The International Cycling Union (UCI) has issued a cautious response to the US Anti-Doping Agency's intention to strip Lance Armstrong of his seven Tour de France titles and hand the American a lifetime ban.
Armstrong has announced his decision not to contest the charges brought against him by the USADA, and described the process as a "witch hunt". The USADA quickly responded by stating their intended punishment for the retired cyclist, but there could yet be further twists to come in the saga.
The UCI have contended they should have jurisdiction over Armstrong's case as they were responsible for carrying out doping tests while he competed. The American has been at pains to point out he has never failed a test.
The UCI could choose to appeal to the Court of Arbitration for Sport in Switzerland against the USADA ruling, or to gain jurisdiction over the case.
But for now they have chosen to wait for USADA to provide them with a required communication explaining its actions before making further comment.
A statement read: "The UCI notes Lance Armstrong's decision not to proceed to arbitration in the case that USADA has brought against him.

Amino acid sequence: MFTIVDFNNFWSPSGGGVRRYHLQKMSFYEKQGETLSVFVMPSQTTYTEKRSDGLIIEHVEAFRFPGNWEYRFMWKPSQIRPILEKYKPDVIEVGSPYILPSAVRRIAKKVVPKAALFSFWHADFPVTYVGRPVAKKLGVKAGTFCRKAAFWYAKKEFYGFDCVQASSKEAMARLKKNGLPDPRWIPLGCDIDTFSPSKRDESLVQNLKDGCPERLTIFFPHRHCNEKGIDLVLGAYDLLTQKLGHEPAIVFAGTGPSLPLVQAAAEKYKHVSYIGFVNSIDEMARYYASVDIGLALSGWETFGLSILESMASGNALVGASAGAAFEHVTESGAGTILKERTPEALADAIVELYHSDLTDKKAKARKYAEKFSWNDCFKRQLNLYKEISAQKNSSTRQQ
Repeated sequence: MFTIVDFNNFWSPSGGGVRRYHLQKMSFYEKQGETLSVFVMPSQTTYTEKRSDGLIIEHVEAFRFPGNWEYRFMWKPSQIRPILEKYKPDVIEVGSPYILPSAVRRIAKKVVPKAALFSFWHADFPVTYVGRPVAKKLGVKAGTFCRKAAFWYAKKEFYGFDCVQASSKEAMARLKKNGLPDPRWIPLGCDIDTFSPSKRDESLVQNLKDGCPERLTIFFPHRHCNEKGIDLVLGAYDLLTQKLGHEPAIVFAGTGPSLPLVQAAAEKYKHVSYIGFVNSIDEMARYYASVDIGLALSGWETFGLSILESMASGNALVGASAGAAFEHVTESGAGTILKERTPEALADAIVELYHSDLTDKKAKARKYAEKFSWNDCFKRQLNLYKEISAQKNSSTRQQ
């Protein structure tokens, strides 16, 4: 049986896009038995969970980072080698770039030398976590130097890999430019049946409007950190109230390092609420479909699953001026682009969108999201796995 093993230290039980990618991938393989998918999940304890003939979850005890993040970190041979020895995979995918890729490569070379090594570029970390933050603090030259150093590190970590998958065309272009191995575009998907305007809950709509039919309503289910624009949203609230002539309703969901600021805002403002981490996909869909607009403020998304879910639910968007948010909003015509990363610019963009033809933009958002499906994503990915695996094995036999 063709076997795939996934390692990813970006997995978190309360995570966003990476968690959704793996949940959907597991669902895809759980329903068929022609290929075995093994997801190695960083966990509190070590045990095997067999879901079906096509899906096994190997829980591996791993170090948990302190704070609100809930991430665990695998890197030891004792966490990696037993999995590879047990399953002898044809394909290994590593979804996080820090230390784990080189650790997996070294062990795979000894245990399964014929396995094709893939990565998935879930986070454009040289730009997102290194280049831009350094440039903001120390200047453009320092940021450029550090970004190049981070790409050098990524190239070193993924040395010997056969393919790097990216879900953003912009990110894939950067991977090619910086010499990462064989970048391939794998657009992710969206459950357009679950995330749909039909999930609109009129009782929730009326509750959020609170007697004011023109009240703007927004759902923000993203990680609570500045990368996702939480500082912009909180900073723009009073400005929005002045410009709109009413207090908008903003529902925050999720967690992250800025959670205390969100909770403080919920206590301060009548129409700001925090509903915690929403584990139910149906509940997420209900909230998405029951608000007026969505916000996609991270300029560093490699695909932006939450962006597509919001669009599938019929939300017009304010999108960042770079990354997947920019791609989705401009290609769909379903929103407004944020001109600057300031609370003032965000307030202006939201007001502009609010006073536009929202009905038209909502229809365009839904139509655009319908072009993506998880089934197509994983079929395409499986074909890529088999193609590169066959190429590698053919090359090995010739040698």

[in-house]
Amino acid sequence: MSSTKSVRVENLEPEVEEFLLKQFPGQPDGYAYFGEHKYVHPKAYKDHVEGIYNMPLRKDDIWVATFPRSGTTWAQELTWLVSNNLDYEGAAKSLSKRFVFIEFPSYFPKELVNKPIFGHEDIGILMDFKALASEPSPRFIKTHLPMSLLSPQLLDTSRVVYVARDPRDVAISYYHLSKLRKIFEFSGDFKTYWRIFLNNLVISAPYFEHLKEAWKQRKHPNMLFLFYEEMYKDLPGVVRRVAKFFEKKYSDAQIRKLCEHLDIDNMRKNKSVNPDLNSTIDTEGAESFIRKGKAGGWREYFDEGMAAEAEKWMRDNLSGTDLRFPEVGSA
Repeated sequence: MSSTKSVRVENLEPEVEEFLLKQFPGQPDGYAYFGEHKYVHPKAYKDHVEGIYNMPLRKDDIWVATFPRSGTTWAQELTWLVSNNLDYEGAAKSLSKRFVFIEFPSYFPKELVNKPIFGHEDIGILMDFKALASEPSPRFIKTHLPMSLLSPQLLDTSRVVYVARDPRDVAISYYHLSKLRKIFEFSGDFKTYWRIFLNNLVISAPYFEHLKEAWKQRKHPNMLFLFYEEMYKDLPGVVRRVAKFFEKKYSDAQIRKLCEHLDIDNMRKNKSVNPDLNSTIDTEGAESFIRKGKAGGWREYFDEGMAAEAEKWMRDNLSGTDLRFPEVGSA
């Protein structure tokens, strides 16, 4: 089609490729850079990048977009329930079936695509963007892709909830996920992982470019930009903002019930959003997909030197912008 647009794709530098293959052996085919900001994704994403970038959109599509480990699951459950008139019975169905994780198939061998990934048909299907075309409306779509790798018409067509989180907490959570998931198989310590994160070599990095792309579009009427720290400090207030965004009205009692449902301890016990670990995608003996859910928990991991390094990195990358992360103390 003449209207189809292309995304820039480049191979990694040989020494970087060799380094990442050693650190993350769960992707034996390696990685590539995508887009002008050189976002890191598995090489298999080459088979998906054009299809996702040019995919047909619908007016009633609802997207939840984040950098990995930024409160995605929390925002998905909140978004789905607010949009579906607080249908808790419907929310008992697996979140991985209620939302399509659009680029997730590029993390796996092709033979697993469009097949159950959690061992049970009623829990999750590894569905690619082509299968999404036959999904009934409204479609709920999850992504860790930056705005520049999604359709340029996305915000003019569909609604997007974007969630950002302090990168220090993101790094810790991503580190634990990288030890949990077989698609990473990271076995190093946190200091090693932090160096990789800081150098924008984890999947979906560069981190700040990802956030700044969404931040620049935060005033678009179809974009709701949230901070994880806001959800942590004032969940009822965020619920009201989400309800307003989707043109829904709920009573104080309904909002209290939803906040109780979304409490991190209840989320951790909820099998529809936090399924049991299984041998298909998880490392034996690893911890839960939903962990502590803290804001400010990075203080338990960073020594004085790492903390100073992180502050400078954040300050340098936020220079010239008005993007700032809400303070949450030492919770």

"The UCI recognises that USADA is reported as saying that it will strip Mr Armstrong of all results from 1998 onwards in addition to imposing a lifetime ban from participating in any sport which recognises the World Anti-Doping Code.
"Article 8.3 of the WADC states that where no hearing occurs the Anti-Doping Organisation with results management responsibility shall submit to the parties concerned (Mr Armstrong, WADA and UCI) a reasoned decision explaining the action taken.
"As USADA has claimed jurisdiction in the case the UCI expects that it will issue a reasoned decision in accordance with Article 8.3 of the Code.
"Until such time as USADA delivers this decision the UCI has no further comment to make."